TIME IN with Opera Philadelphia's David Devan: Baking LEGO Cake, Camping, Listening to Vinyl
As leader of the internationally acclaimed Opera Philadelphia, David Devan is accustomed to an incredibly busy schedule with frequent travel and hosting cast parties, donor events, and other large gatherings in his Philadelphia loft. In this TIME IN interview, David talks about how life has changed now that so much of his world is shut down.
If I ever decide to try camping (for real) I want to bring David, who in addition to running Opera Philadelphia, is an expert wilderness camper. I would also want him to bring his cookbooks, his bike, boxing gloves, and his husband, the Reverend David Dubbeldam, a hospice chaplain who is also a LEGO artist, who believes in the importance of play. Time spent with 'the Davids,' as they're known to many, would be both spiritually uplifting and really fun.
David (the opera guy) is thoughtful, and cheerfully animated, even when we're talking about how life has changed dramatically during this pandemic. At the end of July, he spoke with me on Zoom from his Philadelphia loft.
Watch our TIME IN interview:
Here are some edited excerpts from the interview, and some fun photos:
So, how are you and where were you when this all began?
I'm in our loft in Philadelphia in Center City. We live in an old dress factory just across the road, almost from the old Philadelphia Inquirer building. So we're right in the middle of the city and that's where we started this journey, [self quarantining] on March 9th. My husband, a hospice chaplain, continues to be with patients. And so we've been very careful from the very beginning.
We're both doing well. We're both healthy and safe, and full of gratitude for those things. We've gone through the grieving process to accept the roles that we both have in the world today, trying to find some joy in our work and in our lives together.
Last year I traveled 85,000 miles on American Airlines, running an opera company that's become an international sort of festival thing. And this year I have traveled 4,000 miles. We've owned this home for seven years and it actually is the first time I've spent a lot of time in our home. I have become a little resident Julia Child. So I'm kind of loving that part of it.
Watch David prepare his Chicken Dijonnaise:
Is cooking something that you always did?
Yes. My mother was a career woman, when that was not a thing that many women did. And she decided that her sons were not going to be helpless men. So I remember cooking dinner for my mom when I was 14 and I just took to it, like a little Italian grandmother, maybe more than Julia Child. Like on Wednesday, I think, "Oh, I'll roast a chicken because I need stock for my polenta on Friday."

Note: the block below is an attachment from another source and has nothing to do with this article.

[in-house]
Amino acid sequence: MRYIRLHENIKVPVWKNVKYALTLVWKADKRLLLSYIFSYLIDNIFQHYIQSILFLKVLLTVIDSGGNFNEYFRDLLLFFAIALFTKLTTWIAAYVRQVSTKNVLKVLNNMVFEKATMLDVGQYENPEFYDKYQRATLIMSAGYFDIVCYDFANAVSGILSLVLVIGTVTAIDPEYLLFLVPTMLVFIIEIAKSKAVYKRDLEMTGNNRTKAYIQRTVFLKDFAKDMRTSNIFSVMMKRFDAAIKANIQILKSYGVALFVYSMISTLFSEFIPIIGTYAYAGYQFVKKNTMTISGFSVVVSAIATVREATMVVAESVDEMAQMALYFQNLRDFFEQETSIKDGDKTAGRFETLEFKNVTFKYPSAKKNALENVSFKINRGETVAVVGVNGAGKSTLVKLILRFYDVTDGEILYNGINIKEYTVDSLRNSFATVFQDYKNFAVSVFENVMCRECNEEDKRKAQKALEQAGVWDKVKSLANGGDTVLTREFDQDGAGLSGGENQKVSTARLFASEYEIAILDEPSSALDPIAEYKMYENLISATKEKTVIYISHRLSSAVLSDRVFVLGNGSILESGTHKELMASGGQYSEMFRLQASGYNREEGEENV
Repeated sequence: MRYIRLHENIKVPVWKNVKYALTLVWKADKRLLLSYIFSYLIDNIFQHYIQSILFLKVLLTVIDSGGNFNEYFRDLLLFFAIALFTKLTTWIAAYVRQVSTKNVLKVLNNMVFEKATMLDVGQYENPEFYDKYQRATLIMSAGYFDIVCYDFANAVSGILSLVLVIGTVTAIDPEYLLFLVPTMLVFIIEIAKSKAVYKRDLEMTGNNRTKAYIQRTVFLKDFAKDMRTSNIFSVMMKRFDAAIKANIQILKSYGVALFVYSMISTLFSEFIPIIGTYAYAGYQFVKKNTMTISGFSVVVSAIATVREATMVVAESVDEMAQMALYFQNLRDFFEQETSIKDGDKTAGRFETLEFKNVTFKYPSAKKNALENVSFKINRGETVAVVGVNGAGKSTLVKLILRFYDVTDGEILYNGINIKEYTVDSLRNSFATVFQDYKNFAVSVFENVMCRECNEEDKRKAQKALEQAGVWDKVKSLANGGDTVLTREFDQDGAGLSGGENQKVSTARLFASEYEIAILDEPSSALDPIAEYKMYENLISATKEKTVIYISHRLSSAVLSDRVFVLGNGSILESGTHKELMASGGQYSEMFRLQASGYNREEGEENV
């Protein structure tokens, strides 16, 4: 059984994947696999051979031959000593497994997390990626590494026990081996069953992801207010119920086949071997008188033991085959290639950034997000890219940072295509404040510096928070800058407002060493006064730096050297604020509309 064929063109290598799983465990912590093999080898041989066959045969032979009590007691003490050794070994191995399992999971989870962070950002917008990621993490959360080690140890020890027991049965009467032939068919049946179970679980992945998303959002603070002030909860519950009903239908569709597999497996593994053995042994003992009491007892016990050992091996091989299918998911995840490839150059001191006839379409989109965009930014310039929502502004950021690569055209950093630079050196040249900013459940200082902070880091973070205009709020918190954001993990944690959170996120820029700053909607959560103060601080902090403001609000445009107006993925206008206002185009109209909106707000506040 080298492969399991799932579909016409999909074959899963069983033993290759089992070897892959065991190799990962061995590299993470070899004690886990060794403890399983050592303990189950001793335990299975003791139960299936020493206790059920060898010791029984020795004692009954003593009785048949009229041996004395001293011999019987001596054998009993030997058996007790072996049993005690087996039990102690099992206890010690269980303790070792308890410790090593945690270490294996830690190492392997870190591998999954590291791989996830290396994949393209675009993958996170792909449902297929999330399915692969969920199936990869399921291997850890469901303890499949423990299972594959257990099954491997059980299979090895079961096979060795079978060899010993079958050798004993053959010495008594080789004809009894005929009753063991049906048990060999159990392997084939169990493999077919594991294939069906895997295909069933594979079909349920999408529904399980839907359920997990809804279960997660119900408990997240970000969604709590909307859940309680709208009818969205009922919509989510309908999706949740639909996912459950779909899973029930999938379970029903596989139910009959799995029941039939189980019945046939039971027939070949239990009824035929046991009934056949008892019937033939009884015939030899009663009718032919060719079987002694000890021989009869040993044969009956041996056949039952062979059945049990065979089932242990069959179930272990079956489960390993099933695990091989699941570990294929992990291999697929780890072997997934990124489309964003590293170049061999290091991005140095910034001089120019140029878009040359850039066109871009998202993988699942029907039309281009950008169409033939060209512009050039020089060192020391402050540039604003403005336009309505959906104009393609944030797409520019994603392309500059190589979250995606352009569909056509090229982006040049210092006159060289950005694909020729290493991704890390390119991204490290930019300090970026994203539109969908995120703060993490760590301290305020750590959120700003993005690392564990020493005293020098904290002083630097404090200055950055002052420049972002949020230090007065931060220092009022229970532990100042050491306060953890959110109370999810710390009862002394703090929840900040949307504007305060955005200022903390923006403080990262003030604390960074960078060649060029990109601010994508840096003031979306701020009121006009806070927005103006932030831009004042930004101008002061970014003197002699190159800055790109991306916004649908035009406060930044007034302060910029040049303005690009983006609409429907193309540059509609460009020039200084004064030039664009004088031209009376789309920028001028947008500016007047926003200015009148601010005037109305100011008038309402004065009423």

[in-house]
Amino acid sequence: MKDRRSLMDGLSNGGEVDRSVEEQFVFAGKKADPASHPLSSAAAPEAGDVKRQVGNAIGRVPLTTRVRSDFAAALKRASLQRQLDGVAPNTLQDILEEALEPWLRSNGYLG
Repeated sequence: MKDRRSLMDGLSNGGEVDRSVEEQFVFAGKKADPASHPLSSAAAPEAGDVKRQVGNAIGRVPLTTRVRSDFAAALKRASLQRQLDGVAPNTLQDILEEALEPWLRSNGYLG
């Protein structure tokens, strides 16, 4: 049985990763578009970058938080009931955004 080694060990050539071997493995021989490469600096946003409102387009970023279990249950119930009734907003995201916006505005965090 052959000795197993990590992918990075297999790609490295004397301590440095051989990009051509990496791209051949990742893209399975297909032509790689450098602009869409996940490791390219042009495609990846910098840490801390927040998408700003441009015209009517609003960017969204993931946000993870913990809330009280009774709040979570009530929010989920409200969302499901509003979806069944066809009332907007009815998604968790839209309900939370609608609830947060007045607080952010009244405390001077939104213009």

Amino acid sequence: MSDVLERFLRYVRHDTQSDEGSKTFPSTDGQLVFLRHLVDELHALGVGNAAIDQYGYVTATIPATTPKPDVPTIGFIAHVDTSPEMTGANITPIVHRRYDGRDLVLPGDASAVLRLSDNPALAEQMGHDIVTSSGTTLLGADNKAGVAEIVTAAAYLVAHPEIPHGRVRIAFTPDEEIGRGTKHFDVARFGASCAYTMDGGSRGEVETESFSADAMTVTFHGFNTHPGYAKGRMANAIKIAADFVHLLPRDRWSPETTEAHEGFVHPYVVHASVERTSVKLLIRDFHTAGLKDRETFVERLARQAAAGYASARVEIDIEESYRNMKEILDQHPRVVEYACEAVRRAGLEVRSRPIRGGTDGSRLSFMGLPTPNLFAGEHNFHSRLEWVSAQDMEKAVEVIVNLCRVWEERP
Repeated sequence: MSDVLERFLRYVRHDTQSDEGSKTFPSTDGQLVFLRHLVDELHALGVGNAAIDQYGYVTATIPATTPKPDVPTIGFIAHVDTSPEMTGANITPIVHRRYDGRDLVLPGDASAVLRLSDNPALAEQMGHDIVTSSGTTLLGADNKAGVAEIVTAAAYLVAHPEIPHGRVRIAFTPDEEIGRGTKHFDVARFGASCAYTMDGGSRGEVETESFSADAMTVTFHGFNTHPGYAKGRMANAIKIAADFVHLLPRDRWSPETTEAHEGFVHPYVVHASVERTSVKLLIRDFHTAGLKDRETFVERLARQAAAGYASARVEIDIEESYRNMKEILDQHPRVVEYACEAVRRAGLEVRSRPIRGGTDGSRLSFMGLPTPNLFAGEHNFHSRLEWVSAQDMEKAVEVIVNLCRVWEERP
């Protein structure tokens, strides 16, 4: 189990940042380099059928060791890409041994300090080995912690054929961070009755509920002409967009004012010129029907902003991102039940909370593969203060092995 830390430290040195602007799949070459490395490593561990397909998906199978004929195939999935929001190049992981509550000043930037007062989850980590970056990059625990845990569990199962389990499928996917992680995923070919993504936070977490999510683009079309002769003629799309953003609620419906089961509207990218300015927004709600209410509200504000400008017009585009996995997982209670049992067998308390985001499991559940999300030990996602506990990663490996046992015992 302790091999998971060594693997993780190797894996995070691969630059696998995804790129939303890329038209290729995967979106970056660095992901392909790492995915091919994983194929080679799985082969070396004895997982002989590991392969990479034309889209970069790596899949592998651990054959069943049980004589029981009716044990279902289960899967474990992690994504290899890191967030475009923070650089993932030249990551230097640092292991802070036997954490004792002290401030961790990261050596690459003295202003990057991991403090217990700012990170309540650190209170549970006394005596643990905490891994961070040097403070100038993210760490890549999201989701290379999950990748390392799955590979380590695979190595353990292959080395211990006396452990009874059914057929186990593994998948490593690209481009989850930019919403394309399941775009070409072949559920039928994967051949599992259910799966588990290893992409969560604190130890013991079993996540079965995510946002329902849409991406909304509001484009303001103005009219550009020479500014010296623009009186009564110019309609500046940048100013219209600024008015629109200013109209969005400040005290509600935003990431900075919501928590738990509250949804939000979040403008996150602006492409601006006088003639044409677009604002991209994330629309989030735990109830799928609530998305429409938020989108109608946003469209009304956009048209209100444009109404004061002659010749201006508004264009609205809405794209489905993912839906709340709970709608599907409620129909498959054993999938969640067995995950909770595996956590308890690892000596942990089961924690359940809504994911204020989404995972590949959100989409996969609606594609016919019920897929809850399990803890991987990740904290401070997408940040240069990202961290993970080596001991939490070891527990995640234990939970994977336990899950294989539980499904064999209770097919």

What's your favorite kind of food to cook?
I cook largely Italian and French, and I tend to lean into Italian in the summer and French in the winter. I like braising; my coq au vin is kind of fantastic, and I love butter roasted chicken with tarragon. But all that French stuff takes ovens.
In the summer where we have all these fresh things, I love the fact that we can have pronounced individual tastes of things in Italian cooking, but that are complimentary and contrast with other flavors. I've also really perfected my polenta, and Corrado [Rovaris], our music director who comes from the part of Italy where they invented polenta, said that my polenta was very good, Michelin star-level polenta; I thought I'd arrived!
What have you made recently?
My husband, whose birthday was [recently], is an insane LEGO engineer and creator. We have over 200,000 LEGO bricks in our loft. We have a LEGO studio corner and he just makes all these crazy things. It's fantastic. So, I made him a LEGO block, gluten-free cake, cause he's also allergic to gluten.
So how do you make a Lego cake?
I took cake and cut it. I measured the dimensions of a LEGO brick,with eight studs and then cut cake in the exact same relationship; stacked it, so it had the same relationship; covered it in buttercream and then covered it in red fondant, so it's all smooth. And then I made studs or like these little pucks out of the cake with wrapped in the front end, put them on top. So it looked like a LEGO brick, but it was cake.
He was pretty impressed. I wanted to surprise him, but we live in an open loft and it literally took me 10 hours to make this cake, so there was no way I could secretly do it.
He sounds pretty serious about LEGOs. Do you ever do it with him?
No, it's his thing. I appreciate it.
Last year he did the Jersey shore. It was eight feet long by four feet wide. He made all that of LEGOs; the waves, the shops along the boardwalk, the people. He would change the scenes overnight; there was this constant story going. It brings him real joy.
His work requires a lot of effort; he believes everybody should have play in their life and that this actually can be a spiritual center.
So, I also know that you like physical activity. The last time we spoke, I think you were headed to a boxing lesson. I've also seen pictures on Facebook of your camping trip recently. You've been getting outside?
Yes, we have a rooftop deck that's a community space, and so actually yesterday I was doing a little boxing workout up there.
I've also got a new bike: a one-speed, fixed-gear kind of hipster bike, and so I've been out riding it as well, when it's not 105 degrees out!